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March 08, 2020
We have previously spoken to Jemimah Kutata, Programme Co-ordinator and Resource Mobiliser for APDK (Association for the Physically Disabled of Kenya), we recently spoke to her regarding her attendance of the 9th Africa conference on sexual health and rights for women, in which she was a speaker.
Jemimah was the first female with a disability to fight the practice of Female Genital Mutilation which was practiced widely in her community. The recipient of numerous awards for her passionate advocacy of Disability rights for rural girls and women.
The conference, held in Nairobi, aims to identify promising policies and actions that respect and promote sexual health alongside the rights of women and girls in urban informal settlements (slums). Proposing actions to tackle problems arising from living in such situations.
Living in slums is not easy, often rudimentary dwellings are made of salvaged wood, tin, cardboard and anything else that will stand up to the elements, with very little privacy or protection. Sanitation is minimal, making washing or taking care of your private needs as a woman a challenge. Young girls are often left at home whilst their parents are working. Leaving them exposed to the danger of rape, molestation or often kidnap which in turn leads to slavery.
It's a hard conversation to have but so important, it's prevalence is felt worldwide. We're fortunate to live in the UK where we have access to health centres, indoor bathrooms, sanitary products and education.
You spoke about Sexual and reproductive health for girls and Women with disabilities at the conference, can you explain the main points you raised and how they will be addressed? -Bee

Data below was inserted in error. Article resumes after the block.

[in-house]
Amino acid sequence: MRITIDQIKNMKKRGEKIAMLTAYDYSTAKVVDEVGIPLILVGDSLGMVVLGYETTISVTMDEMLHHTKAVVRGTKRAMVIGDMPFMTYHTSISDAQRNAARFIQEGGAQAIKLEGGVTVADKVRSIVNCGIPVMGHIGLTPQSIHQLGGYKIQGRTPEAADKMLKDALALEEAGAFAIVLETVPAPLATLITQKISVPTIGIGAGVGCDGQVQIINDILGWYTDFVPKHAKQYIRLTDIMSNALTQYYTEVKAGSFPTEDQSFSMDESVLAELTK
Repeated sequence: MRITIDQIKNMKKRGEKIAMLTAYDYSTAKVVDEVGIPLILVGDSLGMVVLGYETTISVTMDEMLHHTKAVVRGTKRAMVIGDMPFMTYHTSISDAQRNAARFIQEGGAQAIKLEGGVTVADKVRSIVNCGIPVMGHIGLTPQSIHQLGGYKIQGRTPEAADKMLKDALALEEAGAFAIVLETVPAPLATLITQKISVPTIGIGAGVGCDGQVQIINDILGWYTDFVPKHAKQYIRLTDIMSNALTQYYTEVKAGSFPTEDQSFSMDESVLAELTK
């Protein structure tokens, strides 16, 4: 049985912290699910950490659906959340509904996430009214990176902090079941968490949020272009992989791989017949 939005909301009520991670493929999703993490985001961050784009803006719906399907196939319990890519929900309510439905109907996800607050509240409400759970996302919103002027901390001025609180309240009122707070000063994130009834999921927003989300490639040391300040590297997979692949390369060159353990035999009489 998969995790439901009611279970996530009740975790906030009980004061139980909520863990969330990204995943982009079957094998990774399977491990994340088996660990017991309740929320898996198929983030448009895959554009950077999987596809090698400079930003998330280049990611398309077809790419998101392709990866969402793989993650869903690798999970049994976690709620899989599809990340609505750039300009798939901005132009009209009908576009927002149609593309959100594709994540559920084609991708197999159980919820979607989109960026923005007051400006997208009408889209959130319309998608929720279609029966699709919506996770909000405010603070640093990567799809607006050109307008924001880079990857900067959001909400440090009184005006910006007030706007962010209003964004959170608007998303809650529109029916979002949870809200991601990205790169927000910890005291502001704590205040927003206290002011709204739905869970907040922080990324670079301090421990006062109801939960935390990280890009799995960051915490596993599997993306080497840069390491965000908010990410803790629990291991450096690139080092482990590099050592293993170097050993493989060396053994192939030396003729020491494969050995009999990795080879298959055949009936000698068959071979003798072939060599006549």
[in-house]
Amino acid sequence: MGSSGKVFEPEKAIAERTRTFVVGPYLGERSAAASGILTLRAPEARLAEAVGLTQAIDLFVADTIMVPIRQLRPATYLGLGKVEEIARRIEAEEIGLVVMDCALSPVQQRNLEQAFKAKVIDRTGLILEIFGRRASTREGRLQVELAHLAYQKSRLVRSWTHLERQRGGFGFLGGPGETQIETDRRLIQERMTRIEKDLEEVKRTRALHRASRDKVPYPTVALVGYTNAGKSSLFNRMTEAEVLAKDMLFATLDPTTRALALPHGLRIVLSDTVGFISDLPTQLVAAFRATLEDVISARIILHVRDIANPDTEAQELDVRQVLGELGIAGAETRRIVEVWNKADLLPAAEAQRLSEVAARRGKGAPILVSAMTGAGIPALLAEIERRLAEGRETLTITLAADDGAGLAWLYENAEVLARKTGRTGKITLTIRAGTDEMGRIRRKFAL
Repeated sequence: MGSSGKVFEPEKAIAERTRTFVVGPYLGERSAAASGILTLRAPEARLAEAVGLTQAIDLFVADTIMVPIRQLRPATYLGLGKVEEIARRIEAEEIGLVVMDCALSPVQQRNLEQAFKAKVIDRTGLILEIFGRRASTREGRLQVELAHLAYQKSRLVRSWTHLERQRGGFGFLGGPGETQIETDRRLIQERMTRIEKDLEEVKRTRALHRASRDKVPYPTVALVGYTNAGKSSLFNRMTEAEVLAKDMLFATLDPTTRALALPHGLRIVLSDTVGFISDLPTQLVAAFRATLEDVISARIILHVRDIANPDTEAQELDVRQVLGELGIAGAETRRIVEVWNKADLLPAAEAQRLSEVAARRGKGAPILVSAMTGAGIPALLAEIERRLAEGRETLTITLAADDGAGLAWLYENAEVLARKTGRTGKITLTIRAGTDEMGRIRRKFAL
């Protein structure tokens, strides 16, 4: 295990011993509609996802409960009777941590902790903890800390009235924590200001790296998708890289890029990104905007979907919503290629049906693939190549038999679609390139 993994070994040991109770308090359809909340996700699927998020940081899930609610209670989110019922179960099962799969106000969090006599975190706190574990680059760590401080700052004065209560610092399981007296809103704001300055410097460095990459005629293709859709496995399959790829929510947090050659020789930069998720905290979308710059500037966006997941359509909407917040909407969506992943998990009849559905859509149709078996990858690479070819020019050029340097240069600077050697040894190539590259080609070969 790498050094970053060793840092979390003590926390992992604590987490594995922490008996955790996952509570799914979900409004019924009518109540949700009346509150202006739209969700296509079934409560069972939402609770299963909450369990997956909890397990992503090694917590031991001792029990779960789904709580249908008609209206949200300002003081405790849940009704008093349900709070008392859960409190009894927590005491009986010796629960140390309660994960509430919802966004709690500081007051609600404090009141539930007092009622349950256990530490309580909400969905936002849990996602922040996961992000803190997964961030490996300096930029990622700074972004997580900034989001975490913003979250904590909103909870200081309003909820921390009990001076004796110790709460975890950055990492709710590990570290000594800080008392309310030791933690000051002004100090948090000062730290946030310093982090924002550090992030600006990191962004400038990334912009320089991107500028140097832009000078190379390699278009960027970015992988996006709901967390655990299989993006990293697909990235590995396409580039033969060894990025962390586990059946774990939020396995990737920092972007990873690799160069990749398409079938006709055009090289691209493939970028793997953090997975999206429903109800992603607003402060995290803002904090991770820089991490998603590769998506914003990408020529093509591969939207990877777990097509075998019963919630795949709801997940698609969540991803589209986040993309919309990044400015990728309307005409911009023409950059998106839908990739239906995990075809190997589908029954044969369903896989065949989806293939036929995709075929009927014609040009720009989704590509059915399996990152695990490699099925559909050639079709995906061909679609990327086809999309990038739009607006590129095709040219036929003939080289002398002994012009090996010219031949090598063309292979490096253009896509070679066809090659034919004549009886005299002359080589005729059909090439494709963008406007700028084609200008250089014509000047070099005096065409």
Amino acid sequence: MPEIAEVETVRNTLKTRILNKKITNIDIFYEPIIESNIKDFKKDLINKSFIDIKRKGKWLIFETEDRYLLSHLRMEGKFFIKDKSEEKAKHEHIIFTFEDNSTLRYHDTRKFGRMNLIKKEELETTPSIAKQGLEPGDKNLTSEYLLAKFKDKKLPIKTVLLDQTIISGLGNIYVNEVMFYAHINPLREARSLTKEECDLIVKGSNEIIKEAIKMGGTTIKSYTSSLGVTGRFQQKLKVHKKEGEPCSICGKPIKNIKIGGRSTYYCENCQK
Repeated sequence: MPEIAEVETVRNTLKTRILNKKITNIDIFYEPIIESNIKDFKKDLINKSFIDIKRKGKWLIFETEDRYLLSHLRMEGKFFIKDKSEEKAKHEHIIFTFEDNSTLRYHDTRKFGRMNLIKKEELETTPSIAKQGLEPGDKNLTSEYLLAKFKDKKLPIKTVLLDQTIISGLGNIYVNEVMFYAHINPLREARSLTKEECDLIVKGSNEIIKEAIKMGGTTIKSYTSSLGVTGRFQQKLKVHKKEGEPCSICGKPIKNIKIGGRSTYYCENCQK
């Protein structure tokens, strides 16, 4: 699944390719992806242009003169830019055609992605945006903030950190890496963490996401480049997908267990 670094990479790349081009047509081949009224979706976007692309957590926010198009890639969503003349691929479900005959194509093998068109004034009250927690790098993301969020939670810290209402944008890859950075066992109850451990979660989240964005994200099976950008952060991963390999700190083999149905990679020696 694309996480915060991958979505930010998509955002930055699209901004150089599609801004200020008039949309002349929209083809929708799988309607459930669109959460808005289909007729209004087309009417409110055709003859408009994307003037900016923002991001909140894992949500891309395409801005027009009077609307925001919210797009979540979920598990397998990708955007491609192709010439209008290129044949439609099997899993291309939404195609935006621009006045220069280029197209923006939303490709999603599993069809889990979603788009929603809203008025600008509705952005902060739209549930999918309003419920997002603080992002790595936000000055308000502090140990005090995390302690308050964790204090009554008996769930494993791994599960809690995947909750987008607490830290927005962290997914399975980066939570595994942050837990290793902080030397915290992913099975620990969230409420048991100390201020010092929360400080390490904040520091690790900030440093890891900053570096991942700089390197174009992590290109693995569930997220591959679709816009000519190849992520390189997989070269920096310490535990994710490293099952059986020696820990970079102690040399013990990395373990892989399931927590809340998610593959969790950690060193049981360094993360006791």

There is an urgent need to ensure that Sexual Reproductive Health Rights needs of girls and women with disabilities are addressed. Often times women with disabilities fall between the cracks, within women's and disability rights. They are discriminated against and lack their bodies autonomy. For example they are forced into sterilisation and the programs on sex and reproductive health are discriminatory to them. Vision 2030 leave no one behind, there's a long way to go since we still have rural girls and women with disabilities who have not yet been reached. Reproductive health information is not in brailed form so people with visual impairements are left out and Workshops and seminars held in the communities do not have sign language interpreters. Women with hearing impairments sometimes they are beaten by nurses when they go to deliver because they can't communicate with them.
Girls and women with disabilities need to be given safe spaces in all areas of life may it be social, economical, political. - Jemimah
What, if anything is the Kenyan Government doing to support women with physical disabilities and what is their contribution to assisting with sexual and reproductive health for girls and women? -Bee